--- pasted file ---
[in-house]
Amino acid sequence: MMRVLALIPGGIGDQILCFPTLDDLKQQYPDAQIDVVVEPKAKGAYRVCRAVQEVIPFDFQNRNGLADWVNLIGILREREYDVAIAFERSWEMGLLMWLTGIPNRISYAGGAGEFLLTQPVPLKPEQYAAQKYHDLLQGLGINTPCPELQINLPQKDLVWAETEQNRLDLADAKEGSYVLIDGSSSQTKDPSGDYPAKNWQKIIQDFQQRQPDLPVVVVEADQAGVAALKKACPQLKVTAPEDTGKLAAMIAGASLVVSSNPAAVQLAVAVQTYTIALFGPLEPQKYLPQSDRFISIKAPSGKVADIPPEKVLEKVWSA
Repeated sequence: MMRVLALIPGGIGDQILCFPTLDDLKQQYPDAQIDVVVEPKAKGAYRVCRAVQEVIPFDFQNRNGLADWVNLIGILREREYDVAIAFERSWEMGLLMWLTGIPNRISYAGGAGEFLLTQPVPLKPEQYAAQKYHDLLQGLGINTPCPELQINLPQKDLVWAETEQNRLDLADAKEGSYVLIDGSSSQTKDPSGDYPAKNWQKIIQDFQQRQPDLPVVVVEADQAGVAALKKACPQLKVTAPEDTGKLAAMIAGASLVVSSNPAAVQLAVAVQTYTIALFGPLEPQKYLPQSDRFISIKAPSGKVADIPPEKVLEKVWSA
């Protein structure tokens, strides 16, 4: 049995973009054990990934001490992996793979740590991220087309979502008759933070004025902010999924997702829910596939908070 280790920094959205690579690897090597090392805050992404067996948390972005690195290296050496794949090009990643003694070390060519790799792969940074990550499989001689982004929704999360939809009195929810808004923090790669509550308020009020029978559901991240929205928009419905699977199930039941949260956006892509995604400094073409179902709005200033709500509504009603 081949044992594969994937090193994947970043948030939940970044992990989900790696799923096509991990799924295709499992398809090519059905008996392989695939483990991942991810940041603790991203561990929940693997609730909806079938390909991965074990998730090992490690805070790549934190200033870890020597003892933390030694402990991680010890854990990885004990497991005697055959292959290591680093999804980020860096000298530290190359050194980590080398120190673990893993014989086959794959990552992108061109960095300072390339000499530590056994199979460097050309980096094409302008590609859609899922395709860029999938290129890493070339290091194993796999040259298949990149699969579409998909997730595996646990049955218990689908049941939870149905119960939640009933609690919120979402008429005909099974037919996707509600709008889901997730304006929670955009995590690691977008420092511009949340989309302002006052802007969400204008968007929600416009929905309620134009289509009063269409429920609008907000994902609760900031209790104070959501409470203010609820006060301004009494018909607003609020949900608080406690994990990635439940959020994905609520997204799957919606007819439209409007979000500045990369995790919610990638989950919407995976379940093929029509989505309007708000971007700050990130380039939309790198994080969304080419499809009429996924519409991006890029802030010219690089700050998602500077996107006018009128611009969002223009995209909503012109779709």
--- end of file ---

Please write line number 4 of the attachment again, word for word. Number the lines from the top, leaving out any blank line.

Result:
């Protein structure tokens, strides 16, 4: 049995973009054990990934001490992996793979740590991220087309979502008759933070004025902010999924997702829910596939908070 280790920094959205690579690897090597090392805050992404067996948390972005690195290296050496794949090009990643003694070390060519790799792969940074990550499989001689982004929704999360939809009195929810808004923090790669509550308020009020029978559901991240929205928009419905699977199930039941949260956006892509995604400094073409179902709005200033709500509504009603 081949044992594969994937090193994947970043948030939940970044992990989900790696799923096509991990799924295709499992398809090519059905008996392989695939483990991942991810940041603790991203561990929940693997609730909806079938390909991965074990998730090992490690805070790549934190200033870890020597003892933390030694402990991680010890854990990885004990497991005697055959292959290591680093999804980020860096000298530290190359050194980590080398120190673990893993014989086959794959990552992108061109960095300072390339000499530590056994199979460097050309980096094409302008590609859609899922395709860029999938290129890493070339290091194993796999040259298949990149699969579409998909997730595996646990049955218990689908049941939870149905119960939640009933609690919120979402008429005909099974037919996707509600709008889901997730304006929670955009995590690691977008420092511009949340989309302002006052802007969400204008968007929600416009929905309620134009289509009063269409429920609008907000994902609760900031209790104070959501409470203010609820006060301004009494018909607003609020949900608080406690994990990635439940959020994905609520997204799957919606007819439209409007979000500045990369995790919610990638989950919407995976379940093929029509989505309007708000971007700050990130380039939309790198994080969304080419499809009429996924519409991006890029802030010219690089700050998602500077996107006018009128611009969002223009995209909503012109779709």